My god, it’s full of Starrcade! Also Sprach Zarathustra begins to play, as the lights go out in the arena. We even get a disco ball and a small laser light show on the ceiling. Flair doesn’t come out until the music is finished. Smoke fills the entryway and a light illuminates Flair from behind in a cool visual. He then gets a police escort to the ring as fans reach out to pat him on the back. He enters the cage and waits for Race. Harley enters the arena to no music and takes his time coming to the ring. The crowd boos him mercilessly so he stands, with his hands on his hips and soaks it in. He finally enters the cage and we have the introductions. Gene Kiniski is announced as the special guest referee. The two men jaw at each other as we wait for the bell. Caudle mentions that Race thinks it’s demeaning for him to have to wrestle in a cage. Kiniski explains the rules to the two men and apparently, he’s doing a full lecture, as it takes forever. The bell finally rings and the two men begin to circle each other.
The match starts with the two men trying to out wrestle each other. The problem is whenever they fight into the ropes, Gene Kiniski calls for a clean break. This is a cage match, but Gene seems determined to highly enforce the rules and I can tell that it will be a detriment. As if that weren’t bad enough he also makes the slowest pin counts in history. At one point there isn’t even a 1 count on an attempt because he spent too long checking the shoulders. The back and forth between Flair and Race escalates until Race is dropping stiff knees onto Flair’s head, which seems to legitimately piss off Ric. Race doesn’t care and simply gives him more of the same. However, Gene physically pulls Race off of Flair a couple of times. Race eventually hits a piledriver, but doesn’t cover immediately, which is foolish considering how slowly Gene counts. Race then starts slamming Flair’s head into the cage, which makes Gene angry. Race hits Flair with a falling headbutt and we catch Ric blading on camera (Shocking, I know!). Flair eventually takes advantage after Gene pulls Race off of him and starts slamming Race into the cage as well. Gene yells, but Ric ignores him. Ric slams Harley into the pole in the cage wall and Gene yells a little louder. Race regains control with a headbutt to the gut and starts grating Flair’s face against the cage, which leads to a shoving match between Gene and Race. Flair takes advantage of this and eventually locks in a Figure Four, but it gets reversed back and forth until Ric goes to the ropes. The two men fight back and forth some more until Race is becoming exhausted and is grunting quite loudly. He ends up tossing Flair against the cage wall where he falls in between the ropes. Race tries to step on Flair’s throat, but Gene pulls him away by the hair. Flair and Race struggle back and forth until Flair pushes Race into Gene and then goes to the top rope. As we all know, this never ends well for Flair…wait…what the hell?? Flair actually hits a flying cross body off of the top and Race stumbles over Gene, who is still on the mat. Flair pins Race for a 3 count and wins the title. Race is in complete disbelief as Steamboat enters the cage to celebrate with Flair. Angelo Moska, and a few others enter as well. They lift Flair up onto their shoulders as he is announced as the new champion. Beth Flair enters the ring and gives Ric a hug and a kiss. She is then escorted out of the ring and Steamboat helps Flair put on the belt. We then get a shot of a ring attendant wiping some of Ric’s blood off of Beth’s face. Flair gets a mic and thanks the fans before saying that it is the greatest moment of his life.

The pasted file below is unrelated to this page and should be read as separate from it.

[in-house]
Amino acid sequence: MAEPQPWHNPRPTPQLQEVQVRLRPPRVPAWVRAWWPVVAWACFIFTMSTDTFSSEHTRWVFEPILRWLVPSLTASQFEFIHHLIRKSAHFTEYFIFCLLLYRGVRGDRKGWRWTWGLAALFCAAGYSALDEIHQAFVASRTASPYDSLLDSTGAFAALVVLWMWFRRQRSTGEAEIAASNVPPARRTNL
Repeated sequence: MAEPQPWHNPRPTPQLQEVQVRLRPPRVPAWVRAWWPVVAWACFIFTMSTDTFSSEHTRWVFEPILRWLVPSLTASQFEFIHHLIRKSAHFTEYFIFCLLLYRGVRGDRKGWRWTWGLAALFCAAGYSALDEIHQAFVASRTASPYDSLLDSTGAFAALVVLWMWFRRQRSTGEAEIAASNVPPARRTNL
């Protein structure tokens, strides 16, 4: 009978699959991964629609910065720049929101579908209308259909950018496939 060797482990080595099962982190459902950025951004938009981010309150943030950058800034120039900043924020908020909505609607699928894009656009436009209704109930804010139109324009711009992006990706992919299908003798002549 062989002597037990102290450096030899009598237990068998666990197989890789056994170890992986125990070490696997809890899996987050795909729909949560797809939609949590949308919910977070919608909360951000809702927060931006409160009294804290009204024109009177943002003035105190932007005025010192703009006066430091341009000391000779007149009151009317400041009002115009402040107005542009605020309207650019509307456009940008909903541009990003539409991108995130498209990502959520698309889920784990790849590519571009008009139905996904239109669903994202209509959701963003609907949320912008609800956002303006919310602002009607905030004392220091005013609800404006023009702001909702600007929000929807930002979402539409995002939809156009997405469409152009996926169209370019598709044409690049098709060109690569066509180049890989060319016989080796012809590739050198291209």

It was a good match, but it was held back from being great by Gene Kiniski’s awful refereeing. It certainly has historical significance though. It wasn’t Flair’s first title win, but his first run was fairly unremarkable. This win felt grander and would catapult Flair into superstar status.
Winner: Flair (New Champion)
Flair heads to the back, where Tony interviews him. Flair thanks his friends Steamboat, Youngblood, Wahoo, and even thanks Crockett. Steamboat comes in to shake his hand and congratulate him. He then tells Ric that he owes him one and Flair agrees. Others join the celebration and begin pouring champagne onto Flair’s head. Dusty Rhodes then enters the room and congratulates him before reminding Flair that he has to face him next.
After that, we go back to the commentators who contemplate whether or not Race will give an interview. Solie says that based on the caliber of person Race is he will give them an interview. They then talk about how Flair will have a target on this back.
Barbara is with a dejected Harley Race. She says she is sorry for his loss. Race says that he’s done this 7 times before and nothing will stop him from doing it for the 8th time. He calls Flair “The Ultimate Flair”. Now, I have an image of Flair in face paint running through my mind. Race then says that this night was arranged for Flair. Hey, don’t break kayfabe, Harley! Race says he won’t hide and he will hound Flair like he’s never been hounded before. He says that Flair will live through Hell until he beats him again. During the interview, there is, unfortunately, lots of audio feedback.
Tony is back again with Flair, Steamboat, and Youngblood. Everyone is holding their title belts. Flair says that it was a dream for the 3 of them to be champions together. He then says that Steamboat will finally allow him to have a beer again since training is over. Flair thanks Steamboat and congratulates the two of them on their own title win. Steamboat and Youngblood then thank everyone for believing in them.
We cut back to the commentators one last time. Caudle and Solie thank everyone for watching and compare Starrcade to the World Series and the Superbowl. We end the night with some highlights of the main event.
I thought that it was overall a good show. It will always be compared to WrestleMania for obvious reasons. WrestleMania 1 holds the bigger historical significance, but I think, match quality wise that this was the better show. It was plagued with a few technical difficulties, but nothing game-breaking. I recommend watching it if not just for the significance of the event. However, I would advise you to simply skip the first match.